Smart Cities & Accessibility

How do we make the cities of NSW more accessible?

About the Challenge


Approximately one in five people in NSW have some form of disability. This means many people face barriers to access transport services. These barriers prevent people with disability from more active participation in employment, education, recreation and community life.


In response, the NSW Government, through Transport for NSW and the Department of Finance, Service and Innovation, have set a challenge and are calling on submissions from businesses, innovators and entrepreneurs to pitch their ideas on how we can make our cities smarter and more accessible for the citizens of NSW. 


Key Areas of Focus


The Accessibility challenge centres around four critical issues:


  1. How we can reduce transport disadvantage for people with disability through innovations that improve access to transport in local communities
  2. How we can improve the journey experience of our customers through improved information, convenience and services
  3. How we enable continued engagement with people with disability to understand what they need from our services, and
  4. How we improve partnerships with local councils and other areas of government to ensure that there are no unnecessary barriers


By pursuing these goals we will benefit not only people with disability but all customers of transport services.


Guiding Principles


A 'customer first' culture


The customer is at the centre of everything we do.


A 'customer first' culture will deliver a high level of service for all customers, openness to innovation and striving towards best practice in the delivery of accessible services, information and infrastructure.




Access for the entire community

Improvements to the accessibility and inclusiveness of transport services benefit all users, not just people with disability who rely on accessible transport.




Whole of journey accessibility

An accessible transport system can be thought of as a series of linked transport systems and services. It involves barrier free access to:

  • the pedestrian environment
  • the different modes of transport, and
  • the road network.



Reduction in transport disadvantage

Reducing transport disadvantage requires a multi-faceted approach making services affordable to people with disability and providing support services for people with disability who are unable to use mass transit public transport services.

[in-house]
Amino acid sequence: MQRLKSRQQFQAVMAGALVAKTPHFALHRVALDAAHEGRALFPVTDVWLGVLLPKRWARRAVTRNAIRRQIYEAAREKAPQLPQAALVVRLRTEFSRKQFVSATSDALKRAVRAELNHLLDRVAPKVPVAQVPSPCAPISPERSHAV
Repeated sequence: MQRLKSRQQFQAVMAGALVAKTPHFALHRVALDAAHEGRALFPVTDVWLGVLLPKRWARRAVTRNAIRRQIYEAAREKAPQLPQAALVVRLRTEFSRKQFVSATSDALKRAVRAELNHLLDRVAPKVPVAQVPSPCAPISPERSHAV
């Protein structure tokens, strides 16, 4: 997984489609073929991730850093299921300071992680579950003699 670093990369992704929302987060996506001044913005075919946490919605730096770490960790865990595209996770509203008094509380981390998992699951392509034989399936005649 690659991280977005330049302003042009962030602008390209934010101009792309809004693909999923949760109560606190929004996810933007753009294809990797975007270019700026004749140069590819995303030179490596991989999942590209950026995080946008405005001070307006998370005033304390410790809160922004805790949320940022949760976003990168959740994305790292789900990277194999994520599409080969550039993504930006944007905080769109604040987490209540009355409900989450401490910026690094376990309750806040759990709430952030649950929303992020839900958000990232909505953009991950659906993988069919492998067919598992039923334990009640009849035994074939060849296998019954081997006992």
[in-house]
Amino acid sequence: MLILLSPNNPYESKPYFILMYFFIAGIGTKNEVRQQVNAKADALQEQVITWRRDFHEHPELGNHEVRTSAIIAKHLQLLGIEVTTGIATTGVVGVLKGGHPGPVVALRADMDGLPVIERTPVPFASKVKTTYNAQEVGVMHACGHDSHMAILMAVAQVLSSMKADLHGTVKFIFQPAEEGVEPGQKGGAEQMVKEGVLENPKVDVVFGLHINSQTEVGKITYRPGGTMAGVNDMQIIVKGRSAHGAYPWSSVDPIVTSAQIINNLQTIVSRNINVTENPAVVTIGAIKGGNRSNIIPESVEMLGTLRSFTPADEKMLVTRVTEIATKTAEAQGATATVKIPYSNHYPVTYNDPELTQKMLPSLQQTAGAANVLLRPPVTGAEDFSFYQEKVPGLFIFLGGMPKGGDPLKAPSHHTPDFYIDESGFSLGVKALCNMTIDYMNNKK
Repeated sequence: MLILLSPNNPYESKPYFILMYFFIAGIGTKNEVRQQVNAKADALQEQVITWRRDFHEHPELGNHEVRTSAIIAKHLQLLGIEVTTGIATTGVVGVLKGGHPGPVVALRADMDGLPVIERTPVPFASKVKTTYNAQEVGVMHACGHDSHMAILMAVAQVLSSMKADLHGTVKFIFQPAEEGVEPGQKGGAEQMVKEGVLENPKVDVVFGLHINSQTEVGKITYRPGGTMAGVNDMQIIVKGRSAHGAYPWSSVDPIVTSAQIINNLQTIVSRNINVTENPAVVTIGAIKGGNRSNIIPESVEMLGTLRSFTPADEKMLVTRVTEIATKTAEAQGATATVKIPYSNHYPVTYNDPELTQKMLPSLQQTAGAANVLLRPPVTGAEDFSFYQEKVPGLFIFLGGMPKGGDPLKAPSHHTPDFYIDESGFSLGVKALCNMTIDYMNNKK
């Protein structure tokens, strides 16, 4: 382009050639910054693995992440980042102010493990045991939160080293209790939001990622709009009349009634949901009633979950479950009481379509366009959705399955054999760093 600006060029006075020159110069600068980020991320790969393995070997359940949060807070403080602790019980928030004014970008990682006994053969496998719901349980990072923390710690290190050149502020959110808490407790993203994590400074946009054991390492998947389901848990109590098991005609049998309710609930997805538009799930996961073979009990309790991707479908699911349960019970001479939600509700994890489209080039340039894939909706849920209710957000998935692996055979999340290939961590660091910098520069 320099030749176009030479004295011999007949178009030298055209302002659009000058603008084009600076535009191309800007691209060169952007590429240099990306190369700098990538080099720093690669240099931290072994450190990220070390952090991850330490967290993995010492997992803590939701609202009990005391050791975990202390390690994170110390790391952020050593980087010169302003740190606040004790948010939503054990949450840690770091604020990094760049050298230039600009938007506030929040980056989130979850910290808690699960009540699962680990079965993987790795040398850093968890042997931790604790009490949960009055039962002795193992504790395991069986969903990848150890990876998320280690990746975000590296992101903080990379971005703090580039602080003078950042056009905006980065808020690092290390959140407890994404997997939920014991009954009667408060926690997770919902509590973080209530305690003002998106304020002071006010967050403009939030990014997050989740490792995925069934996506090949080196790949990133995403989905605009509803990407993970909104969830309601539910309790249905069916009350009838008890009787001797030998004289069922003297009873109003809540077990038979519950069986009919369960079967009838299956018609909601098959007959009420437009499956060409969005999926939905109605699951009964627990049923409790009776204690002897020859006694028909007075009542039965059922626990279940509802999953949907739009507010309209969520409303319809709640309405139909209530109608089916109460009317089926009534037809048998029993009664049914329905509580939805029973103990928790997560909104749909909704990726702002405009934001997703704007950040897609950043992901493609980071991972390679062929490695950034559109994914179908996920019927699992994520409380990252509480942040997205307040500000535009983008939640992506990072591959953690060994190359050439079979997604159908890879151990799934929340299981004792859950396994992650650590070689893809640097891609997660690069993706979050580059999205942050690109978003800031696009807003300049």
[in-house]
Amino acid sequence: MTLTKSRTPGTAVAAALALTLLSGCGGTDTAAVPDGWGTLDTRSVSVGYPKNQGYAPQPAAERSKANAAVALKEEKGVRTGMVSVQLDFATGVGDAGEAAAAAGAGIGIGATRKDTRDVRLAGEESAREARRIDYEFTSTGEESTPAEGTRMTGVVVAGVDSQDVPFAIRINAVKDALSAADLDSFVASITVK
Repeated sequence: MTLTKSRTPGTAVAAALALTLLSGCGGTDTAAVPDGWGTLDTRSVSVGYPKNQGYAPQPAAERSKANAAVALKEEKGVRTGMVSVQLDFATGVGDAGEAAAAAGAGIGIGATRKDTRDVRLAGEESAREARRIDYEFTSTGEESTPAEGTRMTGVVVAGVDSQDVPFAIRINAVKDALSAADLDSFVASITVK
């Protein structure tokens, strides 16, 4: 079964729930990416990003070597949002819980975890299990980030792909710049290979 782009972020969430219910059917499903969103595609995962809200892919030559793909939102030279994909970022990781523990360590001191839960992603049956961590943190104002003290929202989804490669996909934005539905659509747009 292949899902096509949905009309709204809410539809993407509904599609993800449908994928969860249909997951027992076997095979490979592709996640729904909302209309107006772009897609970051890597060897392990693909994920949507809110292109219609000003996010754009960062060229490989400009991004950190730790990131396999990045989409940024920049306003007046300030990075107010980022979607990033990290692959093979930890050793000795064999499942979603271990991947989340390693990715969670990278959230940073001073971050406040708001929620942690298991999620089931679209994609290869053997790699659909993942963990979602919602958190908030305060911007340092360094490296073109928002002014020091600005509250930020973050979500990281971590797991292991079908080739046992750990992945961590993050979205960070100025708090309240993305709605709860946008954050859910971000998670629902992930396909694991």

Engagement of people with disability

Customer satisfaction is the key performance indicator. In order to accurately measure customer satisfaction, Transport for NSW will ensure that people with disability are able to participate in community-wide customer feedback processes.



Open Data


Solving a problem like transport accessibility is difficult if you don't have access to the right data. To help, we have provided a list of datasets we believe will help you.


Consider how you might be able to use this data to both inform your future state customer journey and integrate with your solution to deliver the best possbile experience for all of the citizens of NSW.




Dataset  Description

Public Transport - Facilities and Operators Operator contact details and location facilities for train stations, ferry wharves and bus interchanges

Public Transport - Realtime Trip Update Stop time updates for active trips, replacement vehicles, and changed stopping patterns in GTFS-realtime format for Buses, Ferries, Light Rail and Trains

Timetables Complete - GTFS  Static timetables, stop locations, and route shape information in General Transit Feed Specification (GTFS) format for all operators, including regional, trackwork and transport routes not available in realtime feeds

Public Transport - Timetables Static timetables, stop locations, and route shape information in GTFS format for operators that support realtime



To find out more about Transport for NSW and general NSW Open Data, check out our Open Data sites.


Transport for NSW Open Data NSW